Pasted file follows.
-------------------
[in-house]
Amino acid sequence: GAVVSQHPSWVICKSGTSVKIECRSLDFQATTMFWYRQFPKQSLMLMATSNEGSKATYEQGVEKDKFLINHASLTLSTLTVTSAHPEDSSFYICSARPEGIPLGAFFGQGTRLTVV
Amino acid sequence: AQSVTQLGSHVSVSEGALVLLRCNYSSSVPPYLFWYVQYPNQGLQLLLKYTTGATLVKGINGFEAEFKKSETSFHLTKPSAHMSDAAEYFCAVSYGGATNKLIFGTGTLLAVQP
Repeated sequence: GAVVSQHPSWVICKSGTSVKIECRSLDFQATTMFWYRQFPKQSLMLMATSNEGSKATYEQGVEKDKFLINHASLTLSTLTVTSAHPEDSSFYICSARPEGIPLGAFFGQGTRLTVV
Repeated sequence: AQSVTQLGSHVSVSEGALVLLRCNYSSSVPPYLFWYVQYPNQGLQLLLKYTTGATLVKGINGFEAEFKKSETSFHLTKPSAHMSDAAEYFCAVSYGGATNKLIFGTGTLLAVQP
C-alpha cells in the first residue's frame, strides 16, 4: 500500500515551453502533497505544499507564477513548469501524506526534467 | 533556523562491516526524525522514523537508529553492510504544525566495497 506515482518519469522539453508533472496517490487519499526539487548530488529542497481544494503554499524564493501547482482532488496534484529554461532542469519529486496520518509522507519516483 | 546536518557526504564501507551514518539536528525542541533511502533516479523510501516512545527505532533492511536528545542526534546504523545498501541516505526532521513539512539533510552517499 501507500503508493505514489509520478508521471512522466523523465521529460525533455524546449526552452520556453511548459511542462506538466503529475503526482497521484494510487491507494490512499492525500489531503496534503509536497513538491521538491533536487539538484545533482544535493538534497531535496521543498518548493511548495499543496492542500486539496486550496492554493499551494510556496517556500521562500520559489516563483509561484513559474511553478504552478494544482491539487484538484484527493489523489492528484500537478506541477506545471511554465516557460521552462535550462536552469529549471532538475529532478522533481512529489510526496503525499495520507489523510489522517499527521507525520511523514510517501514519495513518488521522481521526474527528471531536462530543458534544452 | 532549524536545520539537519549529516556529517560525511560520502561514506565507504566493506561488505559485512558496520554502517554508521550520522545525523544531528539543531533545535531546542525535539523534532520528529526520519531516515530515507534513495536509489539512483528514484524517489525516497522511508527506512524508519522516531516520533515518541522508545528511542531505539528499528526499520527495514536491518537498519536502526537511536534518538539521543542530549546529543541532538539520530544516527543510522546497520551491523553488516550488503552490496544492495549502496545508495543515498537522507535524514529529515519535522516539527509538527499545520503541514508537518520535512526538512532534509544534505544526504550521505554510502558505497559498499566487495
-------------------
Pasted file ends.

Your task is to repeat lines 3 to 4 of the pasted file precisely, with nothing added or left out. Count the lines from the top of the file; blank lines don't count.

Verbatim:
Amino acid sequence: AQSVTQLGSHVSVSEGALVLLRCNYSSSVPPYLFWYVQYPNQGLQLLLKYTTGATLVKGINGFEAEFKKSETSFHLTKPSAHMSDAAEYFCAVSYGGATNKLIFGTGTLLAVQP
Repeated sequence: GAVVSQHPSWVICKSGTSVKIECRSLDFQATTMFWYRQFPKQSLMLMATSNEGSKATYEQGVEKDKFLINHASLTLSTLTVTSAHPEDSSFYICSARPEGIPLGAFFGQGTRLTVV